CHICAGO -- Where have you been, Carlos Boozer?
That's what Chicago Bulls fans have to be asking themselves after watching Boozer average 27 points and 11.3 rebounds over his last three games.
Last week, with Derrick Rose out of the lineup and Joakim Noah battling the flu, Boozer stepped up and became the go-to offensive weapon for the Bulls on their Florida trip. He did it again Monday night at the United Center as the Bulls hit a season high for points in a 118-92 thrashing of the Cleveland Cavaliers.
In the span of two weeks, Boozer has given Tom Thibodeau a glimpse of the player he thought he was getting two and a half years ago during the 2010 summer of free agency. Boozer has been solid offensively -- but what is much more glaring, and important, is that he has been solid on the defensive end of the floor and has played with the type of energy Chicago fans have been dying to see. So what has been the difference for him lately?
"I think he's playing confident basketball right now," Bulls center Joakim Noah said. "He understands what's asked of him and Thibs is giving him … we're running a lot of things for him right now and I think he's just playing within himself. Just very confident and playing at a very high level."
Teammates can tell that Boozer has been more engaged on both ends of the floor. The key appears to be that without Rose and with Noah and Luol Deng taking a back seat on offense, the veteran forward knows he is going to get touches almost every time down the floor and is playing with the confidence of a man who knows no matter what he does, he'll still get 15-20 shots a night.
"Booze has been dominant," Bulls forward Taj Gibson said. "Dominant. Calling for the ball, being real physical, the way he's capable of doing. Just attacking the rim and he's been very vocal as far as giving guys encouragement even when guys mess up. He's been doing everything; playing solid D, hustle plays … challenging the rim on defense, he's been doing everything great. In practice, pushing and motivating guys, he's doing what he needs to do."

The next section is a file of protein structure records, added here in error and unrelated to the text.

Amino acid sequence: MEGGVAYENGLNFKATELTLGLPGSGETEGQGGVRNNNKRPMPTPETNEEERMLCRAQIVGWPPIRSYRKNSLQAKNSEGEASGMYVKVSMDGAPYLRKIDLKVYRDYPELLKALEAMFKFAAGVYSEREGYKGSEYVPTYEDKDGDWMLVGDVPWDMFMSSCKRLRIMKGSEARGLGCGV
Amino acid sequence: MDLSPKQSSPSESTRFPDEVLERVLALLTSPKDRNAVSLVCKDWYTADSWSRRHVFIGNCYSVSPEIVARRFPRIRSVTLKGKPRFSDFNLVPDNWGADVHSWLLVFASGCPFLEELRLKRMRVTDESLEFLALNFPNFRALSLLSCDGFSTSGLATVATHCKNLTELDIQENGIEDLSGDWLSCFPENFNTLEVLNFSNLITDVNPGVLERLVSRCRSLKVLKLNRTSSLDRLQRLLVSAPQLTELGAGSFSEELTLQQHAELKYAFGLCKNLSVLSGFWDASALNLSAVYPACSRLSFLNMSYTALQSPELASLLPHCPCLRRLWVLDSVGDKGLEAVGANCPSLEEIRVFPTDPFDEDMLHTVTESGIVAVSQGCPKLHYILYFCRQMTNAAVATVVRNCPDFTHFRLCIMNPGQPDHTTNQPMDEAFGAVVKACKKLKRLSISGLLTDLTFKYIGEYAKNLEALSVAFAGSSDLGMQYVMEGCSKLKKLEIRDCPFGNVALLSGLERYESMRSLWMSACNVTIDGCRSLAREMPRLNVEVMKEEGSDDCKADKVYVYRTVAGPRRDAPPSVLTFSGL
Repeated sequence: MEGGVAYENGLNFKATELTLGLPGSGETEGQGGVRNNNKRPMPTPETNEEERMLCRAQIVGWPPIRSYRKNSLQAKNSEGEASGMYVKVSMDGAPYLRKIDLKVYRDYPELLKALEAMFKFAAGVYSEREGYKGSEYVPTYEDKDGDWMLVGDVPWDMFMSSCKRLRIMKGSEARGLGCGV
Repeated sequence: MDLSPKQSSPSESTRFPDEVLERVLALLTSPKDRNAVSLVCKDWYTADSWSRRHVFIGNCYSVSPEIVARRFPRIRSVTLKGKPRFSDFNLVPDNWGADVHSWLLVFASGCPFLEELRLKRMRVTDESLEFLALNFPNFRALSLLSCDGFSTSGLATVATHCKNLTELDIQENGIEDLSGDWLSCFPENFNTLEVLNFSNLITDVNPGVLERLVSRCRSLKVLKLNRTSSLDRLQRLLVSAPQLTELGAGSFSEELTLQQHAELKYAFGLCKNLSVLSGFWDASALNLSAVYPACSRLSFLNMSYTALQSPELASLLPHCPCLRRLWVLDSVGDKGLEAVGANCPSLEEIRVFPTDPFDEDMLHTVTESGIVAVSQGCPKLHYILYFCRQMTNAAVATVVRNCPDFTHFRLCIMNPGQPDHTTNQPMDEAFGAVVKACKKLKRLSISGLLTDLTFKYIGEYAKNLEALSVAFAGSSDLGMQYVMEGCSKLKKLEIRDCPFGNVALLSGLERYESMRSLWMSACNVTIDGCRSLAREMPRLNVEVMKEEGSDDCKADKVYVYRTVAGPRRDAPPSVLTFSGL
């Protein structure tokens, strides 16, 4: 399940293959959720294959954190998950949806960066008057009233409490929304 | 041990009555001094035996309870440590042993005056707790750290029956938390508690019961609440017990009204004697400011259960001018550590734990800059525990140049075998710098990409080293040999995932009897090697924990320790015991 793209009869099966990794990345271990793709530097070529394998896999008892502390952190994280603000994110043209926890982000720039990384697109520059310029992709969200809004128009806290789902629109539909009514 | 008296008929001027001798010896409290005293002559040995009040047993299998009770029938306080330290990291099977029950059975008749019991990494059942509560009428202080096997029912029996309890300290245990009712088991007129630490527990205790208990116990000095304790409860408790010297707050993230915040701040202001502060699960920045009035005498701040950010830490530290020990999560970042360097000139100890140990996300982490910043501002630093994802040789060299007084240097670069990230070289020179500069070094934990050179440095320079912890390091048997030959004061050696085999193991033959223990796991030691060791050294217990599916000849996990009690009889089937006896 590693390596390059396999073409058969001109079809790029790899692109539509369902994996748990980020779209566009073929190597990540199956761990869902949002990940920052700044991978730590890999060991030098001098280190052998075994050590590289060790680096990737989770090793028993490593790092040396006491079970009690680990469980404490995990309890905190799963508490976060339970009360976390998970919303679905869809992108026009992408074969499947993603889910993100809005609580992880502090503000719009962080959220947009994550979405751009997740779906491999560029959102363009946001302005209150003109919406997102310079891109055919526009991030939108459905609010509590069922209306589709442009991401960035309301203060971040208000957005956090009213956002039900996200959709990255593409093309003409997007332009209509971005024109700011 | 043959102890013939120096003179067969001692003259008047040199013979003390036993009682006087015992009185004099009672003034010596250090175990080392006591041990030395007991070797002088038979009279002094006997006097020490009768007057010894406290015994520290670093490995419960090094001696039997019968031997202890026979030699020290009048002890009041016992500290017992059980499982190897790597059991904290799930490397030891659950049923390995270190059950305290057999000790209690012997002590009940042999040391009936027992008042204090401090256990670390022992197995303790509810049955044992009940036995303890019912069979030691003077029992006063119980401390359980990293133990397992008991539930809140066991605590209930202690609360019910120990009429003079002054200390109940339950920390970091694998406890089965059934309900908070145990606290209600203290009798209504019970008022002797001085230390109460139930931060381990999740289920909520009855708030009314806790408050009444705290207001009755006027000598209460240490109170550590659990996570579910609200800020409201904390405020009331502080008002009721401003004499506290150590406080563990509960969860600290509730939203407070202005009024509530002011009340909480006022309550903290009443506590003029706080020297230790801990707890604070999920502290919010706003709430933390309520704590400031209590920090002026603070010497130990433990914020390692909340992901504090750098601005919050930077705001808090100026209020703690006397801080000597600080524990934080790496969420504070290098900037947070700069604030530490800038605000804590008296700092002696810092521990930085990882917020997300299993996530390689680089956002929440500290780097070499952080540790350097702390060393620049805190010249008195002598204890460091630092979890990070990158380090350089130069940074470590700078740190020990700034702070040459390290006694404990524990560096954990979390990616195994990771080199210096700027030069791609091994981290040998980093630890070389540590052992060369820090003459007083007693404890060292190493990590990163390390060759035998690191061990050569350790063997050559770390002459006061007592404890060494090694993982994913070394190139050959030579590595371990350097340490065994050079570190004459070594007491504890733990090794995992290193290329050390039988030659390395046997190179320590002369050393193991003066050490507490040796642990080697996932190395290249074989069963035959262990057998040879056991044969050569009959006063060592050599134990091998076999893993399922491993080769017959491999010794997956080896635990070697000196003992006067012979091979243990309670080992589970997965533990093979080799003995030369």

Gibson's point is interesting in the sense that it appears Boozer has helped fill a leadership void that was left when Rose went down. Boozer has always been a vocal player, but now he is putting that voice to good use on and off the floor and his teammates are listening to him.
"He is playing very well," Thibodeau said. "We are feeding off him. We have been able to establish in the post, that is very important for us. Carlos is making a lot of good plays and his teammates are searching him out."
For his part, Boozer attributed his success to 'just playing off my teammates' but the reality is that he is starting to earn some level of trust with them that may not have been there in years past. The numbers are nice, but what both his teammates and fans appreciate more are the hustle plays like in Miami last Friday and the extra things he's done to improve his game.
"We jell," Boozer said. "We work hard together. We hang out together. It's like a college team, man. We all ride for each other when everybody do well. Games like this are fun because everybody played so great. We like moments like this. We wish all the games could be like this."